|The following article features coverage from the American Society of Hematology (ASH) 2018 meeting. Click here to read more of Cancer Therapy Advisor‘s conference coverage.|
There was much excitement (and numerous audience questions) swirling about the readout of the results from a phase 1 trial featuring MCARH171, a human-derived BCMA-targeted CAR-T in patients with relapsed/refractory multiple myeloma. The findings were presented by Sham Mailankody, MBBS, of Memorial Sloan Kettering Cancer Center, New York, New York, at the 2018 American Society of Hematology (ASH) Annual Meeting and Exposition in San Diego, California.1
The focus was on the investigational agent’s expansion and persistence: the highest peak expansions seen in patients occurred at the dose of at least 450 × 106 cells and at that dose, yielded responses including partial response, very good partial response (VGPR), and stable disease. Two patients had ongoing VGPRs at 10 months and 12 months.
A prerequisite of trial enrollment was that all patients had to be BCMA-positive by immunohistochemistry.
MCARH171 was determined to have an acceptable safety profile, with no dose-limiting toxicities reported. While there was no clear dose-response seen for toxicities such as cytokine release syndrome, there was a dose-response for efficacy, “with promising responses at dose levels of ≥ 450 × 106 cells,” according to Dr Mailankody, who added that peak expansion correlated with durability of response. Ultimately, the team concluded the results from the study supported the development of human-derived BCMA-targeted CAR-T for myeloma.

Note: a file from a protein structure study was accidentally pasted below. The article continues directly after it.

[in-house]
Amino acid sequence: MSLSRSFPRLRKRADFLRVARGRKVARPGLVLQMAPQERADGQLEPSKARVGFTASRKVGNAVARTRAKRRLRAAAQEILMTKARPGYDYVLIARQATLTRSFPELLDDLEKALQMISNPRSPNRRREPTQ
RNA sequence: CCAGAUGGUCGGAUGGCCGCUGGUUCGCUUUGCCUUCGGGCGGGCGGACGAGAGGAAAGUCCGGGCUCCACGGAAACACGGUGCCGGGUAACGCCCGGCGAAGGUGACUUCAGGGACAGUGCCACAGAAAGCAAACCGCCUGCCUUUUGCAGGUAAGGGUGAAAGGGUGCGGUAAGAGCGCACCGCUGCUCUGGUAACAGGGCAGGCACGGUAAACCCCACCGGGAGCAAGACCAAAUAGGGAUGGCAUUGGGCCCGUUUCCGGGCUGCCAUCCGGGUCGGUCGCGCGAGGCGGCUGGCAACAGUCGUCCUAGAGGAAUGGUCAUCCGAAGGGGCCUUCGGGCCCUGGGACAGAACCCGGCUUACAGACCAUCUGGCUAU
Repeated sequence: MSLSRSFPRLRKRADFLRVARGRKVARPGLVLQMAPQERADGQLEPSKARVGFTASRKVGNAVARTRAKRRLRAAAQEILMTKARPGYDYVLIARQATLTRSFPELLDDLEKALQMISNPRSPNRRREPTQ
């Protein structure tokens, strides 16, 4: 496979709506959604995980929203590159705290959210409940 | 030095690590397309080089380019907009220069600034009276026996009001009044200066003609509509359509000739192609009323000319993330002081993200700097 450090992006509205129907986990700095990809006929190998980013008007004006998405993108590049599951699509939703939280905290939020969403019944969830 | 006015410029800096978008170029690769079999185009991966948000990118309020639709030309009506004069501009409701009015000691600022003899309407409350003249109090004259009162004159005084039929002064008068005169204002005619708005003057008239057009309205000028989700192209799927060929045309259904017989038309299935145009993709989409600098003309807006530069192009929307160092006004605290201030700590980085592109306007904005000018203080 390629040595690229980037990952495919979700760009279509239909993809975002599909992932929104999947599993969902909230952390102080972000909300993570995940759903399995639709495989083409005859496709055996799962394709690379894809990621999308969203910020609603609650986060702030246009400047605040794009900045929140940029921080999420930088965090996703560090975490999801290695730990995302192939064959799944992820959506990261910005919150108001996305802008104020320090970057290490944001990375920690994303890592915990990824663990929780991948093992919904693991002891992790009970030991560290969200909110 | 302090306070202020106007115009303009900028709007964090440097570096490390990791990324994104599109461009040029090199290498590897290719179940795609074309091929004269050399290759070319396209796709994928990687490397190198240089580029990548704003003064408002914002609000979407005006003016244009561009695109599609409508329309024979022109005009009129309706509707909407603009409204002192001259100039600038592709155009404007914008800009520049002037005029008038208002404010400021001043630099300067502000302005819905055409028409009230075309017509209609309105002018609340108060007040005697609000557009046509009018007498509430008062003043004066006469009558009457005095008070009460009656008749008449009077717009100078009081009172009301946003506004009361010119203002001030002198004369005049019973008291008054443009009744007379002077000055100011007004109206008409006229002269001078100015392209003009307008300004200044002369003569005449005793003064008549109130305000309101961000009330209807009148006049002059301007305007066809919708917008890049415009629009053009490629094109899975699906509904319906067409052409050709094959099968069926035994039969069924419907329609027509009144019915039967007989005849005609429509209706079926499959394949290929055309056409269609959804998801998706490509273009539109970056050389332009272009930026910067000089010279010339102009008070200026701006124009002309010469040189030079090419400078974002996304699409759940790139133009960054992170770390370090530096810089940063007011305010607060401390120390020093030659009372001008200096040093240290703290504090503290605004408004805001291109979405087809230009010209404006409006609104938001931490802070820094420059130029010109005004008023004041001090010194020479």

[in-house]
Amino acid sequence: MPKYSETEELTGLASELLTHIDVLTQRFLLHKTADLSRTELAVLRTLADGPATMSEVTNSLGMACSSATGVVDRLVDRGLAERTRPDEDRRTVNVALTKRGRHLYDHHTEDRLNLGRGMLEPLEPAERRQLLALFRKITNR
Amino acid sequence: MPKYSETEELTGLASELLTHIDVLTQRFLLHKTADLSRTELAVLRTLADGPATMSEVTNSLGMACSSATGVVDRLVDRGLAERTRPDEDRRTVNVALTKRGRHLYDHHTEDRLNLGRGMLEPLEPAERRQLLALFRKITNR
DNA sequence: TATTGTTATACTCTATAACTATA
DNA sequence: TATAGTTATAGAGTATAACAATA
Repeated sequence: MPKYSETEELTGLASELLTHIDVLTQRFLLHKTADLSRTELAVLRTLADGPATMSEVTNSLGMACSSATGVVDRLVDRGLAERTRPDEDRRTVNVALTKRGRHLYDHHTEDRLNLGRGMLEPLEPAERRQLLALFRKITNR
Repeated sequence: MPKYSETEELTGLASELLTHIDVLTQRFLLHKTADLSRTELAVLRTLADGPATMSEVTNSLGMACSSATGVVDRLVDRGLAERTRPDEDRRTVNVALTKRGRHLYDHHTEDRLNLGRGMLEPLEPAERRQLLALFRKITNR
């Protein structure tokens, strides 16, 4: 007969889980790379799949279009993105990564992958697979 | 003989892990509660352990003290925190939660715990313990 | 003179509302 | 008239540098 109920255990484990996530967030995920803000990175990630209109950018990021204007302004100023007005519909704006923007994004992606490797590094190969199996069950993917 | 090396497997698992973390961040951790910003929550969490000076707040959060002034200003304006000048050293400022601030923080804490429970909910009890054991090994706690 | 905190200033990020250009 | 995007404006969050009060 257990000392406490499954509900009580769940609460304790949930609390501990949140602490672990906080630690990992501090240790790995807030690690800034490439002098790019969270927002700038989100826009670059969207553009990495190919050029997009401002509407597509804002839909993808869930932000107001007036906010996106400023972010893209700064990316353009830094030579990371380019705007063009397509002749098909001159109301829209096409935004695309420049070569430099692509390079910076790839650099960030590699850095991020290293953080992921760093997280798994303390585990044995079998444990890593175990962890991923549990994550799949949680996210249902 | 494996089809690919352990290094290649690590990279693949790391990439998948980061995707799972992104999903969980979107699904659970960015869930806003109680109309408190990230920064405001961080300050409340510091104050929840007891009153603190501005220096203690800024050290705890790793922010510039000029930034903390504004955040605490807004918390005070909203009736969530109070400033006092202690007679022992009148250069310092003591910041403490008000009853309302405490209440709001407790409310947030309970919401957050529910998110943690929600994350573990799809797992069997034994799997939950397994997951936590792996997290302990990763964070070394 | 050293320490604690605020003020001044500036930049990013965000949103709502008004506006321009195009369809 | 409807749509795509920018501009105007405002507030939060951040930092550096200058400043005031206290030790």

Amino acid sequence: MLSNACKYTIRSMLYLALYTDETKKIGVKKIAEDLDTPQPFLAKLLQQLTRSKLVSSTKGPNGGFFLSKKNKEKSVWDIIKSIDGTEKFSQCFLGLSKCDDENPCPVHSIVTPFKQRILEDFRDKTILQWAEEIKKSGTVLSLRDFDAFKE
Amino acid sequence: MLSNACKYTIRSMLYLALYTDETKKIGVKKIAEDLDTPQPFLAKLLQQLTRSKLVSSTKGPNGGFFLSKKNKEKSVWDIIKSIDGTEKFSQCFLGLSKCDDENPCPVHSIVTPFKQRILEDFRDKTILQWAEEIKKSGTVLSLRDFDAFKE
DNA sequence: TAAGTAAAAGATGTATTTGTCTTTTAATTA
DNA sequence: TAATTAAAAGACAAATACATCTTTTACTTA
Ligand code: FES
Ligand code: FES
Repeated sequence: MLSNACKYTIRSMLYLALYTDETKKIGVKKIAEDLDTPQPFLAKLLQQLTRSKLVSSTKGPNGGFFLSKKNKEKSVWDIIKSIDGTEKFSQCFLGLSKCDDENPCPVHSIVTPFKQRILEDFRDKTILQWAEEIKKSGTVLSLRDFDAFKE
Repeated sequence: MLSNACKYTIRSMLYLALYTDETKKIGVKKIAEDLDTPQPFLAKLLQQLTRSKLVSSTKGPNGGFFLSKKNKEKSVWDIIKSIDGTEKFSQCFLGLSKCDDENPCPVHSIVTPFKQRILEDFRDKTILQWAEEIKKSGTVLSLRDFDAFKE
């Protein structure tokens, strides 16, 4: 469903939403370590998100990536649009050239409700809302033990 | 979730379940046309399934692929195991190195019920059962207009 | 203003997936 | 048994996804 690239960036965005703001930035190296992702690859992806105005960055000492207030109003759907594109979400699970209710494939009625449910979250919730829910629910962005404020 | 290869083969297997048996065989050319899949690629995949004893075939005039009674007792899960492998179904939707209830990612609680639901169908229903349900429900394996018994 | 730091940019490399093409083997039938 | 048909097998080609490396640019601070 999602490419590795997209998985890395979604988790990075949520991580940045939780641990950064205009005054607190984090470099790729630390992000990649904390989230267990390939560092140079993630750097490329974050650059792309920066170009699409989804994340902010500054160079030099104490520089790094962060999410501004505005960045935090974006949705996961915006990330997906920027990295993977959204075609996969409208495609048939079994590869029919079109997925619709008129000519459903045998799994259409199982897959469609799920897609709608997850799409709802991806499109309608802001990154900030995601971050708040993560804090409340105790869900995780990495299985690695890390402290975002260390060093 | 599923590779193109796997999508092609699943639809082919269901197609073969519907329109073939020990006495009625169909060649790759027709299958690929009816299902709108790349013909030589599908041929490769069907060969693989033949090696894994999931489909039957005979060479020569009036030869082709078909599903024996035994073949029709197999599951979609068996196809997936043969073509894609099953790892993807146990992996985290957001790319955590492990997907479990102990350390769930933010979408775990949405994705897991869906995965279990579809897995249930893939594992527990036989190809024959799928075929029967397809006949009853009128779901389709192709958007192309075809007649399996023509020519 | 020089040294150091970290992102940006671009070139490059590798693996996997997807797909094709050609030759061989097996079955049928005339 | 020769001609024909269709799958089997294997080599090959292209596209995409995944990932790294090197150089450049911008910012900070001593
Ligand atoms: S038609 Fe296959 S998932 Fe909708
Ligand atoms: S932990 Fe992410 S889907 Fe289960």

There was a patient, patient 10, who demonstrated a slight decline in BCMA expression, but there were no patients who saw a loss of BCMA expression, Dr Mailankody emphasized during the presentation.
Many of the questions for Dr Mailankody following the presentation centered around the similarities and differences between MCARH171 and other CARs under investigation by Dr Mailankody’s team, such as JCARH125, which does not rely on measures of patient BCMA expression for clinical trial enrollment.
“Comparing 2 different strategies is fraught with hazards,” Dr Mailankody warned. “But, there are differences to the CAR T cells; the construct is slightly different, the antigen-recognizing [portion of the CAR] is slightly different for the 2 products. There are other differences; retroviral vs lentiviral, transduction, for instance … the manufacturing process is different. Either or both of those factors might contribute to potential differences in efficacy. That said, we do see 3 out of 5 patients who have VGPR at higher doses, 2 of them ongoing at 10 to 12 months [for] MCARH171 … just speaking of limitations to how many trials we can assign for the same target, we decided to focus on JCARH125, it certainly seems to have responses at lower doses, durability, and the other factors we already discussed.”
He added that the manufacturing for MCARH171 was “unselected manufacturing”; his team did not control for CD4 or CD8. When asked if he observed any correlation between the ratio of these and patient response, Dr Mailankody said, “small numbers … but when we looked at responses, there was no clear trend with dose and responses, or toxicities related to specific ratio of CD4 or CD8 in the product.”
Disclosure: This work is linked to a pharmaceutical company; please refer to the abstract for a full list of disclosures.
Disclosures: This study was supported by Poseida Therapeutics. Please refer to the original abstract for a complete list of authors’ disclosures.
- Mailankody S, Ghosh A, Staehr M, et al. Clinical responses and pharmacokinetics of MCARH171, a human-derived Bcma targeted CAR T cell therapy in relapsed/refractory multiple myeloma: final results of a phase I clinical trial. Oral presentation at: American Society of Hematology 60th Annual Meeting & Exposition; December 1-4, 2018; San Diego, California. Abstract 959.